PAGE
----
Frost/Nixon: The Original Watergate Interview
Credits: Directed by Jen Winther
Details: (G), 85 mins, United States, English
Synopsis: Sir David Frost’s legendary interview with former U.S. President Richard M. Nixon remains the greatest political interview ever recorded (image from the motion picture Frost/Nixon). Watched by nearly 50 million viewers in the US when originally broadcast in May of 1977, here is the entire 80-minute interview focusing solely on Watergate – it would be the first and last time Nixon publicly confronted the issue. A compelling unveiling of one of the most infamous political scandals of our time, see Nixon on the verge of tears while trying to justify the burglaries and hush money that shook a nation. Nixon agreed to appear with no preparation or screening of questions - to be delivered by a supposed journalistic lightweight – but is cajoled into confessing all to the American people.
The TV moment that provided the catharsis the American judicial system couldn\'t.
Despite the inherent simplicity of the one-on-one format, the perfect ‘interview’ is an all-too-rare occurrence. The best interviews peel back the layers of the subject via a line of questioning that catches them off-guard. The moments when, in front of an audience of millions, an interviewee realises nothing but the truth will do, make for memorable media moments: “Please explain?”, “Tough titties!”, “Put your manners back in!”, “I did not have sexual relations with that woman...”, “I’ll try to find some and I’ll bring them to ya.”
But those examples lasted mere seconds. In May 1977, British broadcaster David Frost provided a line of questioning that spoke for a generation of Americans when he was granted the first interview with recently-impeached president Richard M. Nixon. It was 80 minutes of relentless, fearless probing and gave 50 million television viewers and ultimately the entire nation exactly what American democracy and its judicial system had failed to – a squirming, contrite, ashamed man, admitting his role in a crime that brought the most powerful political office in the world to its knees.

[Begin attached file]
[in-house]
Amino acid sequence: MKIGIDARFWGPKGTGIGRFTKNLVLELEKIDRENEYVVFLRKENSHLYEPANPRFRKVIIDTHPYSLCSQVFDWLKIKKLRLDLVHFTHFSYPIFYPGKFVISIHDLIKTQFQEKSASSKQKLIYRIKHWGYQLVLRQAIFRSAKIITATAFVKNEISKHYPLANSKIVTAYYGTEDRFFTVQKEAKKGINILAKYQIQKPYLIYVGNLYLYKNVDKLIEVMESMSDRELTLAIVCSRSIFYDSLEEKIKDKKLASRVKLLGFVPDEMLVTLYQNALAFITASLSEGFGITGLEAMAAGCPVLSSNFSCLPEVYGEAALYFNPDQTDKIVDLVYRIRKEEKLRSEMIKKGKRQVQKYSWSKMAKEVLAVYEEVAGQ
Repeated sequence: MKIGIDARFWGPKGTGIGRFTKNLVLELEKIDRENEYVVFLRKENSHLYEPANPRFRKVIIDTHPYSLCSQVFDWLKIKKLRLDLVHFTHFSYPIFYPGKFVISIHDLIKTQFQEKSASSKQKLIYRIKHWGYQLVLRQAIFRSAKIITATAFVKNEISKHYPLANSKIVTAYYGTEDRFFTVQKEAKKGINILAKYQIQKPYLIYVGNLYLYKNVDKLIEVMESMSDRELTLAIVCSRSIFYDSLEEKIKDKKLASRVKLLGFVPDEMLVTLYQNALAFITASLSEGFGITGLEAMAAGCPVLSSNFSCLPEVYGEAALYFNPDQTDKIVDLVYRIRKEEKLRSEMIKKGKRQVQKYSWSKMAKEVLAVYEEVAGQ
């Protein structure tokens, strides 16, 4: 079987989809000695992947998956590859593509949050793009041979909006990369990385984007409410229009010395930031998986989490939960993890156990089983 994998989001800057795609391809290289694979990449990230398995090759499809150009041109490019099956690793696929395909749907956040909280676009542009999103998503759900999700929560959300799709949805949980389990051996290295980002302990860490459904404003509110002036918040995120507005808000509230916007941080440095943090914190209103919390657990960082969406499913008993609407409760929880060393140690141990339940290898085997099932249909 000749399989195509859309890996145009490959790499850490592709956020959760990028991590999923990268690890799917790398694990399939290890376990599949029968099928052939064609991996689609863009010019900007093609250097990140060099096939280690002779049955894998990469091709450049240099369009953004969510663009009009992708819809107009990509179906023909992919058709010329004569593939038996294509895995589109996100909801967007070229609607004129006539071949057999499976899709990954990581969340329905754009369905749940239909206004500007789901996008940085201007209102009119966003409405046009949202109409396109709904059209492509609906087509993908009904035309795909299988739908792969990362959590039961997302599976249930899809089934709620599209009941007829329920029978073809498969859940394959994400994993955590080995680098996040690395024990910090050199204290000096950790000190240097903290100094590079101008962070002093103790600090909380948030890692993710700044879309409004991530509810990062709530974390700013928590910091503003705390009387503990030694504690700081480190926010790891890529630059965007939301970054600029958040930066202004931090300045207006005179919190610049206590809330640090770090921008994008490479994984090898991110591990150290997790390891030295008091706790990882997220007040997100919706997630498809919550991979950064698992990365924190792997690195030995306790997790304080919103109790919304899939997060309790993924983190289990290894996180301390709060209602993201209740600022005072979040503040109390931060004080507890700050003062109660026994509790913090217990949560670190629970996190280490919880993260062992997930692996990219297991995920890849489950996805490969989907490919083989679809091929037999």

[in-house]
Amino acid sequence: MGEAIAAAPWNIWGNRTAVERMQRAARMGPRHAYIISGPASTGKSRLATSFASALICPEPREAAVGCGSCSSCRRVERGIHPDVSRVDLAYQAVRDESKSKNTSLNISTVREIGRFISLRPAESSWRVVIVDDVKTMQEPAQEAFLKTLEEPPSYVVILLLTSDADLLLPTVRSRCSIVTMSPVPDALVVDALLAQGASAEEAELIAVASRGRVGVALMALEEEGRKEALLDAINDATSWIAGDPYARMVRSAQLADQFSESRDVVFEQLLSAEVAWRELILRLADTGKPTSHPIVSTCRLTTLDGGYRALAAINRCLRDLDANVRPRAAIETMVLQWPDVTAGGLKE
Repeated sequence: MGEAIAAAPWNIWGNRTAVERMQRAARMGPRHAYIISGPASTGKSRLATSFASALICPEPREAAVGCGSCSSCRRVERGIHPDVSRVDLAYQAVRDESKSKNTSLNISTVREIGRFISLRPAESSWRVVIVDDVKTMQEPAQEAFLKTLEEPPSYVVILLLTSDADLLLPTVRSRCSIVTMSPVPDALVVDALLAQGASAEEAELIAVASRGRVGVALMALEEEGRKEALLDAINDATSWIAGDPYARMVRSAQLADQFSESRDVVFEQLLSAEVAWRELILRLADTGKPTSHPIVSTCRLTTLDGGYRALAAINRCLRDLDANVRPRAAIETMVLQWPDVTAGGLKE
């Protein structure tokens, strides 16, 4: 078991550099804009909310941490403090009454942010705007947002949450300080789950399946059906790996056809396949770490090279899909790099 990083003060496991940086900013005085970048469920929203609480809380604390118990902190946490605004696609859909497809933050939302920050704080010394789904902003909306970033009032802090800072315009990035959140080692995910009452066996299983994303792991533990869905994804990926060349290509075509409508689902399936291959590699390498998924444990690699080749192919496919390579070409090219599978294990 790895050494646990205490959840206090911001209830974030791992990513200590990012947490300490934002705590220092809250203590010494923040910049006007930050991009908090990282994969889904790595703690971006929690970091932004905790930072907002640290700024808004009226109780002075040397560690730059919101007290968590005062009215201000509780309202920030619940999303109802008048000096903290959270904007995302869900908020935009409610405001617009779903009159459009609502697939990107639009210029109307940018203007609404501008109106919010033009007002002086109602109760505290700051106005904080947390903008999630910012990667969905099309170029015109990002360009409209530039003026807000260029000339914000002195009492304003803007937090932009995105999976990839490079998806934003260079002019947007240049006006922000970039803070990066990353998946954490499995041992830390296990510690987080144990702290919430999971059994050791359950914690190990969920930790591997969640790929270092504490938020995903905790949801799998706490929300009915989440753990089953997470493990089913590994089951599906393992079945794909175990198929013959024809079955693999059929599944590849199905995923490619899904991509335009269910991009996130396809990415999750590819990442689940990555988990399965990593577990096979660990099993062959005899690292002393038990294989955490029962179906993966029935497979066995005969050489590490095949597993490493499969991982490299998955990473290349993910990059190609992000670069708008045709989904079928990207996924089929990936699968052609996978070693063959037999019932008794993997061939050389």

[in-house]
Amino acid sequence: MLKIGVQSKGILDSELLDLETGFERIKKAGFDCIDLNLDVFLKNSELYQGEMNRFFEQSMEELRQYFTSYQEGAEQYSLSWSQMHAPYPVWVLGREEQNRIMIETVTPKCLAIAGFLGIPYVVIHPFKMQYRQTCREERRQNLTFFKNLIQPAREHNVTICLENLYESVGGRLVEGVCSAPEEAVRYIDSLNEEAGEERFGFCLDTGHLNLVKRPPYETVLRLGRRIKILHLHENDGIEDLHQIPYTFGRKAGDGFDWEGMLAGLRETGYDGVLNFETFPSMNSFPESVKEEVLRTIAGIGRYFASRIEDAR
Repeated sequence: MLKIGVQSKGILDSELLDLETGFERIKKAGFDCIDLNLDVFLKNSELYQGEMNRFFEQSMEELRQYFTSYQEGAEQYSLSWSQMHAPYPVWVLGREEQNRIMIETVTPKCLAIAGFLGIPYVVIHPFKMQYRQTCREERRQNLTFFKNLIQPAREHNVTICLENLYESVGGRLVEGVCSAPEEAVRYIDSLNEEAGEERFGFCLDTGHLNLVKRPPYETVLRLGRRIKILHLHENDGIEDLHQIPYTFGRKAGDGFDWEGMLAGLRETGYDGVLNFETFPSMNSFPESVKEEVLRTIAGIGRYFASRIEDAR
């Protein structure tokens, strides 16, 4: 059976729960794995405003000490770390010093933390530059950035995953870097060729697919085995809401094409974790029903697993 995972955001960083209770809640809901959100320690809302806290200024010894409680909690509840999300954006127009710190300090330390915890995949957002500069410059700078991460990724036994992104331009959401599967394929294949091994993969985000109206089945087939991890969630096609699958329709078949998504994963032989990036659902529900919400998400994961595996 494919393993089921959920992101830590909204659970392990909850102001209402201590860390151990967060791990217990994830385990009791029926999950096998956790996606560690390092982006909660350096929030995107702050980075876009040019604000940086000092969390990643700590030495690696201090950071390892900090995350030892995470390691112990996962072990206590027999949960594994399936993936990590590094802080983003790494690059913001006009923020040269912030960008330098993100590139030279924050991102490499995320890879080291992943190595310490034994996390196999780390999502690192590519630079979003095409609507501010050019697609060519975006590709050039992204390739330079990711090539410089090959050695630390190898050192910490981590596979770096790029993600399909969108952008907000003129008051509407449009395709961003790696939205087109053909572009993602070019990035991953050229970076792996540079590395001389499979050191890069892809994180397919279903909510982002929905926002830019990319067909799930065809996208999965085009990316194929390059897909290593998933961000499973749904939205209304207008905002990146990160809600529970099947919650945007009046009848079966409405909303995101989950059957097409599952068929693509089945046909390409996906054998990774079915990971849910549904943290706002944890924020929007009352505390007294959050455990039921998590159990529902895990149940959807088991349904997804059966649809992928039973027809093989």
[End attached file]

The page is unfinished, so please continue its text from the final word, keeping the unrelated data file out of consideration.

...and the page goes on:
It is considered the greatest television interview of all time and rightly so. And the personalities and processes behind its construction have been wonderfully retold in director Ron Howards Oscar-nominated Frost/Nixon. But the perfect drama that unfolds before us is the real draw: the intense close-ups of Nixon when he realises that Frost, an ex-standup comic known for a light-hearted chat show, was ready for a fight; the precise use of key contributor quotes, congressional library records and federal investigator’s information; and, ultimately, the moment when David Frost asks Richard Nixon to admit openly the role he played in the Watergate crimes. Like the vanquished gladiatorial foe, Nixon throws himself at the mercy of the victor: “What words would you have me express?”
Revisiting a 32 year-old interview may not seem like the best way to spend your free time, but ‘The Original Watergate Interview’ is more than a time-capsule history lesson. The sparring is as riveting as a title fight, the pain evident with each stinging probe. It is a clash of personalities, agendas and intellects; a misguided nobleman’s fall from grace at a time when his country was struggling to find faith in its elected leaders.
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